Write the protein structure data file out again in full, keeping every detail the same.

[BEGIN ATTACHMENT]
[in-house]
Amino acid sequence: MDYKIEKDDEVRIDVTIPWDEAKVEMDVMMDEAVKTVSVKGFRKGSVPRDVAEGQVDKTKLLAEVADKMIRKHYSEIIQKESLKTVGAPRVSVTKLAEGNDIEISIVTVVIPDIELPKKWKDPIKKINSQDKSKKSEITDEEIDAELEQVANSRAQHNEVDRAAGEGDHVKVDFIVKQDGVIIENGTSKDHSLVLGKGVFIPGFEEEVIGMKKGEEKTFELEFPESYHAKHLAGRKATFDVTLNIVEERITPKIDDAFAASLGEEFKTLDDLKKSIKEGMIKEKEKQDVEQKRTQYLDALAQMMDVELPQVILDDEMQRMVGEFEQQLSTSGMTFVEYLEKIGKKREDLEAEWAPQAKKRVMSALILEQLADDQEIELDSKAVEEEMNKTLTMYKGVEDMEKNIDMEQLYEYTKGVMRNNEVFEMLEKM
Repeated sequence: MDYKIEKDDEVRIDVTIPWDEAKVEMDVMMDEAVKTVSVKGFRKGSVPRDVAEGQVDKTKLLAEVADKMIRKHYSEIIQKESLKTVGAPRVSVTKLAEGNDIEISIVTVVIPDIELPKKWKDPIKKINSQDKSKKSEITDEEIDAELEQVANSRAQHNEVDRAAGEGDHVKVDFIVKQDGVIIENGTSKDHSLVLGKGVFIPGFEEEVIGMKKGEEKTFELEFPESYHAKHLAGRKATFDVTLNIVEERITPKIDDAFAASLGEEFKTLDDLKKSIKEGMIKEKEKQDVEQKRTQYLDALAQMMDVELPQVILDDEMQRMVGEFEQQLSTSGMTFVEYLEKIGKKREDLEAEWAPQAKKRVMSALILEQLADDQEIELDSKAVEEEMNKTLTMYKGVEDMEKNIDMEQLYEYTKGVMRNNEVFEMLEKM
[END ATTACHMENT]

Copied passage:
[in-house]
Amino acid sequence: MDYKIEKDDEVRIDVTIPWDEAKVEMDVMMDEAVKTVSVKGFRKGSVPRDVAEGQVDKTKLLAEVADKMIRKHYSEIIQKESLKTVGAPRVSVTKLAEGNDIEISIVTVVIPDIELPKKWKDPIKKINSQDKSKKSEITDEEIDAELEQVANSRAQHNEVDRAAGEGDHVKVDFIVKQDGVIIENGTSKDHSLVLGKGVFIPGFEEEVIGMKKGEEKTFELEFPESYHAKHLAGRKATFDVTLNIVEERITPKIDDAFAASLGEEFKTLDDLKKSIKEGMIKEKEKQDVEQKRTQYLDALAQMMDVELPQVILDDEMQRMVGEFEQQLSTSGMTFVEYLEKIGKKREDLEAEWAPQAKKRVMSALILEQLADDQEIELDSKAVEEEMNKTLTMYKGVEDMEKNIDMEQLYEYTKGVMRNNEVFEMLEKM
Repeated sequence: MDYKIEKDDEVRIDVTIPWDEAKVEMDVMMDEAVKTVSVKGFRKGSVPRDVAEGQVDKTKLLAEVADKMIRKHYSEIIQKESLKTVGAPRVSVTKLAEGNDIEISIVTVVIPDIELPKKWKDPIKKINSQDKSKKSEITDEEIDAELEQVANSRAQHNEVDRAAGEGDHVKVDFIVKQDGVIIENGTSKDHSLVLGKGVFIPGFEEEVIGMKKGEEKTFELEFPESYHAKHLAGRKATFDVTLNIVEERITPKIDDAFAASLGEEFKTLDDLKKSIKEGMIKEKEKQDVEQKRTQYLDALAQMMDVELPQVILDDEMQRMVGEFEQQLSTSGMTFVEYLEKIGKKREDLEAEWAPQAKKRVMSALILEQLADDQEIELDSKAVEEEMNKTLTMYKGVEDMEKNIDMEQLYEYTKGVMRNNEVFEMLEKM